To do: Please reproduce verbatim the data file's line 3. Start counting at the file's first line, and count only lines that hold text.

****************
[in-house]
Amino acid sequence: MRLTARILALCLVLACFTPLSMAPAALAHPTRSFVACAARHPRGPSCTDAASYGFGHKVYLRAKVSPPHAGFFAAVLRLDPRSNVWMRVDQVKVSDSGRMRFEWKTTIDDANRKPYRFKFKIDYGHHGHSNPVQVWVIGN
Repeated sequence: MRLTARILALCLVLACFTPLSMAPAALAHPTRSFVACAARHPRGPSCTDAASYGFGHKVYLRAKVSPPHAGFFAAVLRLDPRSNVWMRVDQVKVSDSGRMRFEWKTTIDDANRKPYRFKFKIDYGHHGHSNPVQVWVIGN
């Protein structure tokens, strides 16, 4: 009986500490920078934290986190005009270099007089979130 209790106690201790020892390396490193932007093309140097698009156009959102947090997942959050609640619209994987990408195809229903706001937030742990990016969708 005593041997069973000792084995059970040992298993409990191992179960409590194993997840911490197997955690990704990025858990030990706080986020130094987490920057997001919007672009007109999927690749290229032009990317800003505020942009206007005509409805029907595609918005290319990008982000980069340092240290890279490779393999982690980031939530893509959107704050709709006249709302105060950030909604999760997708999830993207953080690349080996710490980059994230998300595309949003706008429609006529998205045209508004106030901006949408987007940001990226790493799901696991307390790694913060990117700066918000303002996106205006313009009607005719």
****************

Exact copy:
Repeated sequence: MRLTARILALCLVLACFTPLSMAPAALAHPTRSFVACAARHPRGPSCTDAASYGFGHKVYLRAKVSPPHAGFFAAVLRLDPRSNVWMRVDQVKVSDSGRMRFEWKTTIDDANRKPYRFKFKIDYGHHGHSNPVQVWVIGN